30June2016

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Killing Corbyn

The 'Brexit' referendum vote, split 52% to 48% in favour of leaving the European Union, has been exploited by the 'mainstream' media to launch yet another assault on Labour leader Jeremy Corbyn. 'Impartial' BBC News, directed by former Murdoch editor James Harding, has been one of the worst culprits.

Consider the wave of resignations of Labour shadow ministers which was heavily promoted in advance on the front page of the BBC News website: ' "Half" of Labour top team set to resign...the BBC's Laura Kuenssberg understands'. When the Labour resignations started to roll in, Kuenssberg could be heard virtually gloating over Corbyn's predicament:

'A bad day at the office. A very bad day.' (BBC Weekend News, BBC1, June 26, 2016)

She wrote on the BBC website:

'There have been concerns about Jeremy Corbyn's performance for months and months. But it was his role, or lack of role, in the campaign to keep the UK in the EU, and his sacking of Hilary Benn in the middle of the night, that has given members of the shadow cabinet the final reasons to quit.'

The laughably biased reference to 'months and months' and 'final reasons to quit' were intended to portray Labour MPs as exasperated and understandably at the end of their tether. Clearly reaching for some kind of 'smoking gun' to finish Corbyn, Kuenssberg added:

'documents passed to the BBC suggest Jeremy Corbyn's office sought to delay and water down the Labour Remain campaign. Sources suggest that they are evidence of "deliberate sabotage".'

But, as Carlyn Harvey wrote on The Canary website, the 'evidence' – a sparse selection of leaked emails that the BBC deigned not to show to the public - was bogus:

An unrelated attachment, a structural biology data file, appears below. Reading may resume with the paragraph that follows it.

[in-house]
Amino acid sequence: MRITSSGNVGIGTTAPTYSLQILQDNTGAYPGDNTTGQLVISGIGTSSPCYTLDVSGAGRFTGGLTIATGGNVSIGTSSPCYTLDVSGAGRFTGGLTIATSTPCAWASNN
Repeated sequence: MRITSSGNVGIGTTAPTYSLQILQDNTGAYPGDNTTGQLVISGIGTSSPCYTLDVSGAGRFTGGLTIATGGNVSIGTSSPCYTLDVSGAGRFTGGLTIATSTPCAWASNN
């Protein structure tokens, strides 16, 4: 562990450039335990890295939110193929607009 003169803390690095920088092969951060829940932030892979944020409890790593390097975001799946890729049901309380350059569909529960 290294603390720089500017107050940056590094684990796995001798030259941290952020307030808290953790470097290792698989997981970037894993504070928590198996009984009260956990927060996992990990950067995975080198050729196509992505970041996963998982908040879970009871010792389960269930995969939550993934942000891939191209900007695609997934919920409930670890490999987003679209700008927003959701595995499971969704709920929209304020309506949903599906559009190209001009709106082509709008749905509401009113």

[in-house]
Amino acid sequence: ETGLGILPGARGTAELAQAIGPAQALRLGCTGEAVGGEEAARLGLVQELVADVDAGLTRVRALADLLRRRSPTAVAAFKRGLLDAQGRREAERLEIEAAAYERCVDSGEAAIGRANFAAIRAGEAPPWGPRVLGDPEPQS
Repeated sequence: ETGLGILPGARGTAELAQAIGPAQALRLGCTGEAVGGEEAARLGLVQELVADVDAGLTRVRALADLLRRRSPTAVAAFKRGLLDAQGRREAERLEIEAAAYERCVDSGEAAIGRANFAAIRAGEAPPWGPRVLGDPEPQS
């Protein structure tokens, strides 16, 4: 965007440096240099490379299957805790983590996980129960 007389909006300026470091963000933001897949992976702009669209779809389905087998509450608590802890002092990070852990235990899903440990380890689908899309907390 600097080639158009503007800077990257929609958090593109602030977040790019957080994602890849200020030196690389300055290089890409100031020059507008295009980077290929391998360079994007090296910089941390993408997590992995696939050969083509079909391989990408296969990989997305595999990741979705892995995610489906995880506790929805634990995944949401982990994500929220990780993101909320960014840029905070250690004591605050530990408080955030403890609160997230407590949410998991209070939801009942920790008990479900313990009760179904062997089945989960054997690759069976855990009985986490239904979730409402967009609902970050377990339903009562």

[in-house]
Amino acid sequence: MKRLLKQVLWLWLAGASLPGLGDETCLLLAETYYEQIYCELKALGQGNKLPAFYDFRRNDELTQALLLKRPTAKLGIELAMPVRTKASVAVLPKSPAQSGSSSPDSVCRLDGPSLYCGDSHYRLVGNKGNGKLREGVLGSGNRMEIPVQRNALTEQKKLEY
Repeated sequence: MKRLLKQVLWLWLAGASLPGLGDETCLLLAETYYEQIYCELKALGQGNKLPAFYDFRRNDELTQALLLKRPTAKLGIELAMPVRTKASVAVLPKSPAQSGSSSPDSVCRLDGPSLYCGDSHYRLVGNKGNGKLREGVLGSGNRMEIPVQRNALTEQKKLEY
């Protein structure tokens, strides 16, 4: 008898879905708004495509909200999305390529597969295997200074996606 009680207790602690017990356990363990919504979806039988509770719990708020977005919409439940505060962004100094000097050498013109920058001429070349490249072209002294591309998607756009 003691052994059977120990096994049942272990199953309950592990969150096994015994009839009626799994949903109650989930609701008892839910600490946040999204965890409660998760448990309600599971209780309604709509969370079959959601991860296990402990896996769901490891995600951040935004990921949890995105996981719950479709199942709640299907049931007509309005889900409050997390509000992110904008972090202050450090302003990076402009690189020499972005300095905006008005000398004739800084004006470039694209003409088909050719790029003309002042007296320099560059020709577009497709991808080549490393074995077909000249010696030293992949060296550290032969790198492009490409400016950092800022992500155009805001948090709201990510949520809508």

'The emails themselves are not sent from Corbyn's office and are not published in the BBC article. The broadcaster merely handpicks a few select quotes from them, and allows Kuenssberg to let rip in her analysis of the cache.'

Harvey summarised: 'Is this the level of analysis we should tolerate from the BBC?'

Kuenssberg concluded her attempted hit piece by observing that Corbyn 'has had persuasive and vehement backing from the party's members':

'But as the Labour Party reels from Thursday's result, it is not clear that support will be as solid as it was. MPs report that some of their members are contacting them to say they've changed their minds about Mr Corbyn. We'll see. It's possible that within days, both of our two main political parties will be looking for a new leader.'

These anonymous 'MPs' were the same Blairite coup plotters, of course. No balance was included in the original article, no response to the damning allegations, no recognition that these were indeed cynical Blairite plotters seeking any excuse to be rid of Corbyn. Indeed the word 'Blairite' does not appear in Kuenssberg's piece, just as it didn't in a supposedly impartial Observer analysis. Honest commentators, of course, understand that the word 'Blairite' is crucial for anyone trying to make sense of the relentless attacks on Corbyn. Thus, former Guardian journalist Jonathan Cook:

'Corbyn and his supporters want to revive Labour as a party of social justice... This is nothing more than a class war to pave the way for a return of the Blairites to lead Labour.'